When `Just Say No' is not enough
`YOU can never be too tough when it comes to drugs and the children you love,'' says Ken Barun. He isn't talking about using the United States armed forces to keep drugs out of the country, but about what parents can do to help their children.
As a father of four and a former drug addict, Barun speaks and writes from his own experience. His new book, How to Keep the Children You Love Off Drugs (Atlantic Monthly Press, Boston, $12.95) is co-written with Philip Bashe.
After his narrow escape from heroin addiction, Barun went on to become a drug abuse counselor. He was closely involved in Nancy Reagan's ``Just Say No'' campaign against drugs.
Moving beyond this catchy but simplistic slogan, the book offers parents thorough coverage of a variety of topics, including:
Why kids try drugs.
How parents can educate their kids to resist drug use.
What specific drugs look like, and how they are used.
The physical and behavioral signs of drug abuse.
How to confront a drug-using child.
And how to select a treatment program.
There is also a comprehensive list of organizations involved in preventing and in treating substance abuse, with addresses and phone numbers.
The book is divided neatly into two sections - one on prevention and one on treatment. Both are filled with factual detail and concrete advice. At the end of each chapter is a helpful summary of key points.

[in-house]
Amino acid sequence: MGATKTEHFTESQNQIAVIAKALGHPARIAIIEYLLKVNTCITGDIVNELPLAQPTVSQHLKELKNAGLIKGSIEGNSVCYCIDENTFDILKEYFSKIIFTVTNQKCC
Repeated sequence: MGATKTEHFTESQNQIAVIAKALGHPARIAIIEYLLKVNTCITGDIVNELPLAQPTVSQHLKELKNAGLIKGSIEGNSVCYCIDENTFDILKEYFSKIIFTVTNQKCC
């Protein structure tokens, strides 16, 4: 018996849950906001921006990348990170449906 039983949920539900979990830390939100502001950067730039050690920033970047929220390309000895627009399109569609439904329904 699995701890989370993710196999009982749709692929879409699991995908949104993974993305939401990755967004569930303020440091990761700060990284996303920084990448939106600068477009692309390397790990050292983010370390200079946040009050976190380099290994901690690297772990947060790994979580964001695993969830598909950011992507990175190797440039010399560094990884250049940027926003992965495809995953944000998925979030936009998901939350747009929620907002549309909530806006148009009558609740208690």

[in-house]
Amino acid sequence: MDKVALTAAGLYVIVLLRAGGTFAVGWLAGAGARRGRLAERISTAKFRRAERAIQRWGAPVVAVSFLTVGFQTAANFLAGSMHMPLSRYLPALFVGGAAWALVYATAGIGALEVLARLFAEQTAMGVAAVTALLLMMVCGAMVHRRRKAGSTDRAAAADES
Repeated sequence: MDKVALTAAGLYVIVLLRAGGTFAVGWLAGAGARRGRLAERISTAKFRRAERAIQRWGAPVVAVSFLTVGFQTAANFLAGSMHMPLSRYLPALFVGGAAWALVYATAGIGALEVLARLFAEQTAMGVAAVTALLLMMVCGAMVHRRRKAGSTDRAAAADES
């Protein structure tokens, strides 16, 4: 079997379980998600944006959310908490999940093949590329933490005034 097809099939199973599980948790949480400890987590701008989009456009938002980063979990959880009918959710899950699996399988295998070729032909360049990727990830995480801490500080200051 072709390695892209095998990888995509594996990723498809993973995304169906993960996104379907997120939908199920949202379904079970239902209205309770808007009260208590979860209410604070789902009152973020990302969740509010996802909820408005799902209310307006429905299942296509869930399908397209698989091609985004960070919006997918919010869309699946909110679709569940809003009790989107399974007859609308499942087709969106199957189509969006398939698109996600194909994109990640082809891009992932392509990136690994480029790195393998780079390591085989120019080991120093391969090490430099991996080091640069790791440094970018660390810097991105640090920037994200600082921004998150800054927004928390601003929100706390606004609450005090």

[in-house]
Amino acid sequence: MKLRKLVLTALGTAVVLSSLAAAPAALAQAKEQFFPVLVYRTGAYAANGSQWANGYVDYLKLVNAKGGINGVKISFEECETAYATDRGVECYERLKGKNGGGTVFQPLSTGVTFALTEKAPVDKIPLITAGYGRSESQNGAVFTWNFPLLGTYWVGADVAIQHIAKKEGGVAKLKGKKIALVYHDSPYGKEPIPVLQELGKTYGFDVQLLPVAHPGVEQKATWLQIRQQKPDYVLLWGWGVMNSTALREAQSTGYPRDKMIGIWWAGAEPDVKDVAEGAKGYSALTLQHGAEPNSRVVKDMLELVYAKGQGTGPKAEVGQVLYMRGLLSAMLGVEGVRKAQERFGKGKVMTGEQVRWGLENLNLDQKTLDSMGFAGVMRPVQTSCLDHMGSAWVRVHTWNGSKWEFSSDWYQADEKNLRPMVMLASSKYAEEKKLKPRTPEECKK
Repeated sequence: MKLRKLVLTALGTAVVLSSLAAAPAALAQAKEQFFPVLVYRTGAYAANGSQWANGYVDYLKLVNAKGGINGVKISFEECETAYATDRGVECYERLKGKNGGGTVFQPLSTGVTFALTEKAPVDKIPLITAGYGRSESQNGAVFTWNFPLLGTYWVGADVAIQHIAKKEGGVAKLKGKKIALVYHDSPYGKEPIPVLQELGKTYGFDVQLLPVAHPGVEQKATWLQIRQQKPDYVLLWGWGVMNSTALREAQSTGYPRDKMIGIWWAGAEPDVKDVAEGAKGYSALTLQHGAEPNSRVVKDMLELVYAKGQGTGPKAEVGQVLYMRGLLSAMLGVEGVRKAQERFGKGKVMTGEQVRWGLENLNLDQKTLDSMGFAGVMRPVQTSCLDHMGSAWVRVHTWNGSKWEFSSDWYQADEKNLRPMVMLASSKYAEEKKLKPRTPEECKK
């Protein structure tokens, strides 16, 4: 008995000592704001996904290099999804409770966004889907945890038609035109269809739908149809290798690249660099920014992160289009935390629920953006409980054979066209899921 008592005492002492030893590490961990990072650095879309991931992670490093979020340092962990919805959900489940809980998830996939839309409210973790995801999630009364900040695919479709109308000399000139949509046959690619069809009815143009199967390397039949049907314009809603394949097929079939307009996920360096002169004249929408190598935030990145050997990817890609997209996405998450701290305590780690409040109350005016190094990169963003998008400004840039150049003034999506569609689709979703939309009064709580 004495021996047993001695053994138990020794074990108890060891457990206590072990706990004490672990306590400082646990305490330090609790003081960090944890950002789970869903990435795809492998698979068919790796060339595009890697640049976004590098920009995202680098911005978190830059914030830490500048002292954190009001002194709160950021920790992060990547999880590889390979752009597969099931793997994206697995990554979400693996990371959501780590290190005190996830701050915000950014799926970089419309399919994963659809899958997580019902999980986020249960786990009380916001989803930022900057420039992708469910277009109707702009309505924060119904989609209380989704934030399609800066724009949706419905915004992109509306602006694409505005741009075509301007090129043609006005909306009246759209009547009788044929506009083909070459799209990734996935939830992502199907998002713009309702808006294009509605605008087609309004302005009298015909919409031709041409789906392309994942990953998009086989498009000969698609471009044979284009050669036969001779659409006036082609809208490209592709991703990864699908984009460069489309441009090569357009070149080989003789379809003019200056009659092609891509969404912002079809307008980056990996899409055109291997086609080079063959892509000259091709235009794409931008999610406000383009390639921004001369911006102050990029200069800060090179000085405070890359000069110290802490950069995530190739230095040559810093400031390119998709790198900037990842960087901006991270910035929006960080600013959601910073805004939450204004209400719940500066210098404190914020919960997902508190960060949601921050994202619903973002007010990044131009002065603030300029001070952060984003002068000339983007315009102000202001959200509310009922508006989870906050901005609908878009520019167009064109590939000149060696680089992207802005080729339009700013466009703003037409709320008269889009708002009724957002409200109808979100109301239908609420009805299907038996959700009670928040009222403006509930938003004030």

Since the average age of the first drug user is 13, it's never too early to start educating children about drugs.
Parents must not only abstain from drug use themselves, but they need to actively educate their children. The authors suggest that lessons be spontaneous - rather than formally saying, ``Now we're going to talk about drugs.''
Parents can use news stories, movies, and everyday events as starting points for discussion. By basing discussions around real-life incidents, the issue becomes tangible to youngsters.
In addition to early education about drugs, the book tells parents how to counteract the causes of drug abuse. People often turn to drugs out of loneliness, alienation, boredom, or depression.
Parents should actively promote the individual development of their children, so that each child has a sense of identity and achievement.
``Show your child by example how to enjoy life through accomplishments, through loving and being loved.
``Drugs kill; but partaking in fulfilling pursuits helps people to live,'' Barun and Bashe write.
But they find that an active life alone is not an antidote to the appeal of drugs. The ``fast forward'' pace of today's society mirrors the latter part of the 19th century, when drug use soared in an industrializing America.
Television advertisements and bulging medicine chests, Barun and Bashe point out, reinforce the impression that ``for every pain there is a chemical cure.''
This book will help parents educate their children by guidance and example, and support those struggling with drug abuse in the family.